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Biophys J. 1998 Jan;74(1):569-75.

Quasi- and nonequivalence in the structure of bacterial flagellar filament.

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International Institute for Advanced Research, Matsushita Electric Industrial Company, Seika, Japan.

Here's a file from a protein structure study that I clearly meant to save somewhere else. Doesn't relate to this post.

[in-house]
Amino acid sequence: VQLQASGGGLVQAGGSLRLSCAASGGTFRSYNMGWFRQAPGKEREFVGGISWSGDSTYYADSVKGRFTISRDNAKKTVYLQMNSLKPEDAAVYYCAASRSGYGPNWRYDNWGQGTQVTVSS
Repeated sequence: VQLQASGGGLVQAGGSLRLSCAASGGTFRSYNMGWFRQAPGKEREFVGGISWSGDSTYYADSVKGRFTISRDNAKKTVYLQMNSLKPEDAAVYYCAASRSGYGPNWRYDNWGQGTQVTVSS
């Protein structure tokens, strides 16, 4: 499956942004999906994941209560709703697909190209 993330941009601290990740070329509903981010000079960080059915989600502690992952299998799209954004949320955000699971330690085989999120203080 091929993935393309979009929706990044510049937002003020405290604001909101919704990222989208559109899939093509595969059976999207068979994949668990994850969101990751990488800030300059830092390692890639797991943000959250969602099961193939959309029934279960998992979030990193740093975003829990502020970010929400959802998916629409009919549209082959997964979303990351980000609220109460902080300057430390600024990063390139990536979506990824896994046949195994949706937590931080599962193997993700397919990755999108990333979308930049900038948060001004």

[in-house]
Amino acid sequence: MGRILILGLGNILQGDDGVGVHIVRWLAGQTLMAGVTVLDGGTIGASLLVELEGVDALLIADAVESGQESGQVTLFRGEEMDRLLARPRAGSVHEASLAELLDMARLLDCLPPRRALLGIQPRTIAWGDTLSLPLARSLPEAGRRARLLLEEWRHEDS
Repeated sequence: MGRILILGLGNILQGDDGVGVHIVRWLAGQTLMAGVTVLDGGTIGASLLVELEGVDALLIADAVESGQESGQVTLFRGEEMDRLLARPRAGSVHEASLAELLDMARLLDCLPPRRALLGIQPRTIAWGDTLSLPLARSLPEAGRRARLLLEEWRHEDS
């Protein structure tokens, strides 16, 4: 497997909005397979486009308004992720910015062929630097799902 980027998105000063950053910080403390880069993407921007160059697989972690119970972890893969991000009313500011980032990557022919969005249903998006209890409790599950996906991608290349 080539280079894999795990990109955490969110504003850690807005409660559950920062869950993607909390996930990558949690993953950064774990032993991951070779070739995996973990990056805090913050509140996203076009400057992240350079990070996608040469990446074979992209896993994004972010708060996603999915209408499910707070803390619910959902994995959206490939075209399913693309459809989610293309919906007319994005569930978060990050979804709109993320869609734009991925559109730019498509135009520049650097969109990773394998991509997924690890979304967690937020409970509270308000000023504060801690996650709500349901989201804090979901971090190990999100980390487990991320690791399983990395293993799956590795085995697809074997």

In supercoiled forms of flagellar filaments, which are thought to be produced by combinations of two distinct subunit lattices, the lattices are elastically deformed in 11 different ways, depending on their azimuthal positions on the circumference of a tube with 11 protofilaments. Those two interactions are nonequivalent as opposed to quasiequivalent ones in elastically deformed lattices of otherwise identical interactions. The term nonequivalence is defined to represent different bonding interactions, and quasiequivalent is used to describe deformed but conserved bonding interactions. By using two distinct lattices that were accurately determined by x-ray fiber diffraction, 10 possible supercoiled forms of flagellar filaments were simulated, based on a bistable-subunit packing model. Comparison to the observed forms showed good agreement, indicating that the model and determined lattice parameters effectively represent realistic features of the structure. The simulated quasiequivalent lattices have been compared to the two nonequivalent lattices, revealing an interesting feature: the maximum deviation in the intersubunit distance by elastic deformation is almost three-quarters of the difference between the two distinct lattices, demonstrating a balanced coexistence of a well-defined conformational distinction and extensive adaptability in the molecular structure of flagellin and its packing interactions.

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